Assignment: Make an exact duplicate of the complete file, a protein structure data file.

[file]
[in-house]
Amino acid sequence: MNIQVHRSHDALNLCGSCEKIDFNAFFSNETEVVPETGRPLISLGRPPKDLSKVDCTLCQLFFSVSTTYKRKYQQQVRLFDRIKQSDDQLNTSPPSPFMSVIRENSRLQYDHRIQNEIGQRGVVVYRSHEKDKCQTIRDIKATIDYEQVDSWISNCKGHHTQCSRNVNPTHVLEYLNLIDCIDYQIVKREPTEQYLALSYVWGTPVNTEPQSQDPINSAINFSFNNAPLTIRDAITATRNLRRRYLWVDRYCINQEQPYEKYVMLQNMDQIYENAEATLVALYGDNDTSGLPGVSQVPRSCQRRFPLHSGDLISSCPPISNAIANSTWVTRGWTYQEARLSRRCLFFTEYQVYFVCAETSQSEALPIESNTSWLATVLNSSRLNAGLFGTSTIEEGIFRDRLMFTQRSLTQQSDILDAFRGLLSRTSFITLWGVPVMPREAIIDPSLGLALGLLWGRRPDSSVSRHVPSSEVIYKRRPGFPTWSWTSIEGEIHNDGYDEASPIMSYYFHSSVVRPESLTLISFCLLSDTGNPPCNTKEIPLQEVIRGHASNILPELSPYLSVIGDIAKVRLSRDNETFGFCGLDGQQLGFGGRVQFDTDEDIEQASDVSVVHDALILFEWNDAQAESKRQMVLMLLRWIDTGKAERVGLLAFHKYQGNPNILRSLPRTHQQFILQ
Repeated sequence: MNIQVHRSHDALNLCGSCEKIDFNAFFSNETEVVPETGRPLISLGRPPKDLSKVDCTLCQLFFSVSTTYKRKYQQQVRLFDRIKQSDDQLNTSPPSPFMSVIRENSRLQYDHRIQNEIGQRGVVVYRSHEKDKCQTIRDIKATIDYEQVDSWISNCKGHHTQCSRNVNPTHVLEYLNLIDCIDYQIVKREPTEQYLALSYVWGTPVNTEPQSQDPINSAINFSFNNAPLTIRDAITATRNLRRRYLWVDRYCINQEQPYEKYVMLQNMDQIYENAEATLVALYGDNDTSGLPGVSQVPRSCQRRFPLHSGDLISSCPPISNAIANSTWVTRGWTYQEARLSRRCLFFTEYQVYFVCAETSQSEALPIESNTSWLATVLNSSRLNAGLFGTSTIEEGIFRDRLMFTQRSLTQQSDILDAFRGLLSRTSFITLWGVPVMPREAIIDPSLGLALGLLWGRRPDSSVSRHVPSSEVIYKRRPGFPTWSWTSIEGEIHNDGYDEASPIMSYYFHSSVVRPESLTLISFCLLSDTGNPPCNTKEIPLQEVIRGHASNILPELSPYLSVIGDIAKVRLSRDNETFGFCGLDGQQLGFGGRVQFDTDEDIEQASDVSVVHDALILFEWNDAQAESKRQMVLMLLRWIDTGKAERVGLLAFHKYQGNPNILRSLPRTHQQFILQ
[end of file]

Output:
[in-house]
Amino acid sequence: MNIQVHRSHDALNLCGSCEKIDFNAFFSNETEVVPETGRPLISLGRPPKDLSKVDCTLCQLFFSVSTTYKRKYQQQVRLFDRIKQSDDQLNTSPPSPFMSVIRENSRLQYDHRIQNEIGQRGVVVYRSHEKDKCQTIRDIKATIDYEQVDSWISNCKGHHTQCSRNVNPTHVLEYLNLIDCIDYQIVKREPTEQYLALSYVWGTPVNTEPQSQDPINSAINFSFNNAPLTIRDAITATRNLRRRYLWVDRYCINQEQPYEKYVMLQNMDQIYENAEATLVALYGDNDTSGLPGVSQVPRSCQRRFPLHSGDLISSCPPISNAIANSTWVTRGWTYQEARLSRRCLFFTEYQVYFVCAETSQSEALPIESNTSWLATVLNSSRLNAGLFGTSTIEEGIFRDRLMFTQRSLTQQSDILDAFRGLLSRTSFITLWGVPVMPREAIIDPSLGLALGLLWGRRPDSSVSRHVPSSEVIYKRRPGFPTWSWTSIEGEIHNDGYDEASPIMSYYFHSSVVRPESLTLISFCLLSDTGNPPCNTKEIPLQEVIRGHASNILPELSPYLSVIGDIAKVRLSRDNETFGFCGLDGQQLGFGGRVQFDTDEDIEQASDVSVVHDALILFEWNDAQAESKRQMVLMLLRWIDTGKAERVGLLAFHKYQGNPNILRSLPRTHQQFILQ
Repeated sequence: MNIQVHRSHDALNLCGSCEKIDFNAFFSNETEVVPETGRPLISLGRPPKDLSKVDCTLCQLFFSVSTTYKRKYQQQVRLFDRIKQSDDQLNTSPPSPFMSVIRENSRLQYDHRIQNEIGQRGVVVYRSHEKDKCQTIRDIKATIDYEQVDSWISNCKGHHTQCSRNVNPTHVLEYLNLIDCIDYQIVKREPTEQYLALSYVWGTPVNTEPQSQDPINSAINFSFNNAPLTIRDAITATRNLRRRYLWVDRYCINQEQPYEKYVMLQNMDQIYENAEATLVALYGDNDTSGLPGVSQVPRSCQRRFPLHSGDLISSCPPISNAIANSTWVTRGWTYQEARLSRRCLFFTEYQVYFVCAETSQSEALPIESNTSWLATVLNSSRLNAGLFGTSTIEEGIFRDRLMFTQRSLTQQSDILDAFRGLLSRTSFITLWGVPVMPREAIIDPSLGLALGLLWGRRPDSSVSRHVPSSEVIYKRRPGFPTWSWTSIEGEIHNDGYDEASPIMSYYFHSSVVRPESLTLISFCLLSDTGNPPCNTKEIPLQEVIRGHASNILPELSPYLSVIGDIAKVRLSRDNETFGFCGLDGQQLGFGGRVQFDTDEDIEQASDVSVVHDALILFEWNDAQAESKRQMVLMLLRWIDTGKAERVGLLAFHKYQGNPNILRSLPRTHQQFILQ